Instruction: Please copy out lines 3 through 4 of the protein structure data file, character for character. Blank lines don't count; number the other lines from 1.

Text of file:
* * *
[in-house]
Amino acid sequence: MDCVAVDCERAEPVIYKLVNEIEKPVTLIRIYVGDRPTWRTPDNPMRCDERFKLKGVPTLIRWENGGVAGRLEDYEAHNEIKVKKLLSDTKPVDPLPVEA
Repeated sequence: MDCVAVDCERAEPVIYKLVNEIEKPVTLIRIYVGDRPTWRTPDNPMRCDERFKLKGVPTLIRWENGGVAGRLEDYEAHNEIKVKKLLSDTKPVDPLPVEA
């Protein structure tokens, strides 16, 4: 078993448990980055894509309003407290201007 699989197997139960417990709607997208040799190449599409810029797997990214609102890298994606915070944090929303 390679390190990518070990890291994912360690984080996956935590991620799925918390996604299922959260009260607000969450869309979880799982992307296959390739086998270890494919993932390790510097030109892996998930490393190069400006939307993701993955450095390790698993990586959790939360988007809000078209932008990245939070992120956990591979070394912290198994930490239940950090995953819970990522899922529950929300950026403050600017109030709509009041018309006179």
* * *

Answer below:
Repeated sequence: MDCVAVDCERAEPVIYKLVNEIEKPVTLIRIYVGDRPTWRTPDNPMRCDERFKLKGVPTLIRWENGGVAGRLEDYEAHNEIKVKKLLSDTKPVDPLPVEA
């Protein structure tokens, strides 16, 4: 078993448990980055894509309003407290201007 699989197997139960417990709607997208040799190449599409810029797997990214609102890298994606915070944090929303 390679390190990518070990890291994912360690984080996956935590991620799925918390996604299922959260009260607000969450869309979880799982992307296959390739086998270890494919993932390790510097030109892996998930490393190069400006939307993701993955450095390790698993990586959790939360988007809000078209932008990245939070992120956990591979070394912290198994930490239940950090995953819970990522899922529950929300950026403050600017109030709509009041018309006179």